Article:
Q: Is there a deadline to sign up for housing?
No, there is not a deadline for applications. The application opens mid-November and assignments are made beginning in March, in the order they are received. Applications received after March may take longer to process. You will receive email notification of your room and roommate assignment during the summer.
Q: As a first-year student, am I guaranteed a spot in the halls?
Yes, we are committed to providing housing to all of our incoming first-year students. CSU requires that all newly-admitted first-year students (Admissions Type “New”) and transfer students with fewer than 15 post-high school credits, who are single, under 21 years of age, and not living with their parents in the Fort Collins area, live in the University residence halls for the first two consecutive terms (semesters) of their attendance.
Q: How late and early are the dining halls open?
There are six dining centers on campus that have varying hours throughout the school year. During the week, most dining centers open at 7 a.m. and close at 8 p.m. Braiden and Parmelee dining centers offer Late Night dining from 8 p.m. to 11 p.m. Sunday through Thursday. Durrell Express and Ram’s Horn Express grab-and-go shops are open until 1 a.m. every night of the week. Visit http://housing.colostate.edu/locations-hours to view all dining center hours of operation.
Q: Are there options to switch roommates during the year?
Yes. After the first two weeks of school, once students get into the routine of their semester, we do offer an opportunity to change rooms. Students move for all kinds of reasons, whether they are interested in living in a different hall, or with friends who live in a different community. As long as space is available, we’ll work with you to make that change.
Q: What is it like living with a roommate?
“I got randomly matched with a roommate and was concerned about getting along. I called her and we had an awesome experience the first time talking on the phone. We had similar backgrounds, were interested in a lot of the same things, and had similar goals for studying, being social, and having fun. Everyone in my hall had to make a roommate contract when we first moved in. We had to sit down and talk about our expectations, which alleviated problems later because we knew what the expectations were right off the bat. She’s still one of my best friends and we still have breakfast together every week. I’m really glad I got to have that experience through a random roommate assignment.”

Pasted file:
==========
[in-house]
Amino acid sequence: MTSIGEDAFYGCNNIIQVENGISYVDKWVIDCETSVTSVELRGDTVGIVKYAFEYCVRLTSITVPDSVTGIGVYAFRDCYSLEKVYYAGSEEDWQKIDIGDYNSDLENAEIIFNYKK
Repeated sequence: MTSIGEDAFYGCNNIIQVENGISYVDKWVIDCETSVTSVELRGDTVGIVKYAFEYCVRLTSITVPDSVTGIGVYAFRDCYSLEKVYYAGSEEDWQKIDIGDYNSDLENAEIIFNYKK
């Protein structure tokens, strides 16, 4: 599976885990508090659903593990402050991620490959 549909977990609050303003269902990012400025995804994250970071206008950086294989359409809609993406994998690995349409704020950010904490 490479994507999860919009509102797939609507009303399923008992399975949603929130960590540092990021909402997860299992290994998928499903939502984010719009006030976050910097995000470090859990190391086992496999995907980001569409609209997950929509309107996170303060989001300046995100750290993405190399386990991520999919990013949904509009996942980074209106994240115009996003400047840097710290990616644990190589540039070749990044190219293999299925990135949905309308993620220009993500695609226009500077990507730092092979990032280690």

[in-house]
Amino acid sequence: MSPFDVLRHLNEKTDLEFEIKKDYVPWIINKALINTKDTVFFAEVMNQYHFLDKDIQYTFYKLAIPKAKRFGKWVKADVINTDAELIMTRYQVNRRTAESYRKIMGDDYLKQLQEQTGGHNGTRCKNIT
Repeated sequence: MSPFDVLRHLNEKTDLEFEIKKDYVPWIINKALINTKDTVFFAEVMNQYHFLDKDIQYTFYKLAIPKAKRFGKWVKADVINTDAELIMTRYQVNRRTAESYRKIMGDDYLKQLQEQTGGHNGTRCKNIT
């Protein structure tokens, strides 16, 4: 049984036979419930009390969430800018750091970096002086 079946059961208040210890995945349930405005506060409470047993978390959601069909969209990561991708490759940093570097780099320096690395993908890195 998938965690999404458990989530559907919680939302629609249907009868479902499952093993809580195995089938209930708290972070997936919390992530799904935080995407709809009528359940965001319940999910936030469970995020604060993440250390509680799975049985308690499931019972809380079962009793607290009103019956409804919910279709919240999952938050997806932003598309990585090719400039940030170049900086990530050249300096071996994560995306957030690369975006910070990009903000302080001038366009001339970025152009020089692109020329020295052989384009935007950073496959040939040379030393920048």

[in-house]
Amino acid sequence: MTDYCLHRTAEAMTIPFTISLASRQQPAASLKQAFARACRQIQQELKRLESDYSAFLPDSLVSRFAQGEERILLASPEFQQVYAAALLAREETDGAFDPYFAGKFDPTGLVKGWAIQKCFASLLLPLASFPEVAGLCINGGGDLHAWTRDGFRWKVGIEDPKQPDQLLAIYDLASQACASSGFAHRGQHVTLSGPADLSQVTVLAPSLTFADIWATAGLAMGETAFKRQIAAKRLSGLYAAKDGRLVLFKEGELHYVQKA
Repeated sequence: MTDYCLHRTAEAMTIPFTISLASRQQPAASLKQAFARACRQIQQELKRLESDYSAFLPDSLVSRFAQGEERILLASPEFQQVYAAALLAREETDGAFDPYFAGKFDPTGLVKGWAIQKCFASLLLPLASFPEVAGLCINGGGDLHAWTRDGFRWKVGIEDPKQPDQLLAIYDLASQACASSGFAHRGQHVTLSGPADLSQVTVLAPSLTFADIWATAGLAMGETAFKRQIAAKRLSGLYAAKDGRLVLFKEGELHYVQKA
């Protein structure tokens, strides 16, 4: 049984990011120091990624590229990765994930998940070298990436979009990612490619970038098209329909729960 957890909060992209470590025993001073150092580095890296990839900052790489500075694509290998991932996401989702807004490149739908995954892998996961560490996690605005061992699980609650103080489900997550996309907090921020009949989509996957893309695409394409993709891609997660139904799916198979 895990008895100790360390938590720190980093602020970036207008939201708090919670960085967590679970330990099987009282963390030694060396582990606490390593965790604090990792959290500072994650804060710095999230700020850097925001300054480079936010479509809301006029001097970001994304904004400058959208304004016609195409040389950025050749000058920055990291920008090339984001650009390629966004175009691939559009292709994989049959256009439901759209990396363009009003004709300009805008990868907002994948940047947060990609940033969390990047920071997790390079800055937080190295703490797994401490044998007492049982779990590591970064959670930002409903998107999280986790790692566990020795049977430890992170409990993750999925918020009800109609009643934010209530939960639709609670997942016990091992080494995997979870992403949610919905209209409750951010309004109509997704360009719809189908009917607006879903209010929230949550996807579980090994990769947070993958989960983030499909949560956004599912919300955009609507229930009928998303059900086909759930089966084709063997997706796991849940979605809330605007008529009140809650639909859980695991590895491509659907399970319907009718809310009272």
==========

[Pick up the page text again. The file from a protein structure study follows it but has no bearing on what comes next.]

“I feel like you hear a lot of horror stories about the random matching, and that can be terrifying, especially coming straight from home, a familiar setting, and going straight to something brand new. I ended up with a randomly-matched roommate who is my complete opposite in every possible way, and we ended up getting along really well. We are still very close friends. One thing that we shared was a sense of humor, so that worked out well.”
“As an RA, I have seen where the roommate situation doesn’t work out as well as you would want. Some people might have conflicting schedules. I had a situation this year where one roommate was a night owl. She was up all night, which is when she felt most creative and wanted to do her schoolwork. Her roommate was up at the crack of dawn and felt most productive in the mornings. So, regardless of how well you get along personally there may be circumstances which can’t be overcome, and I think it’s okay to be open to that. There are some things that you just can’t work out and you have to be open to change in that area.”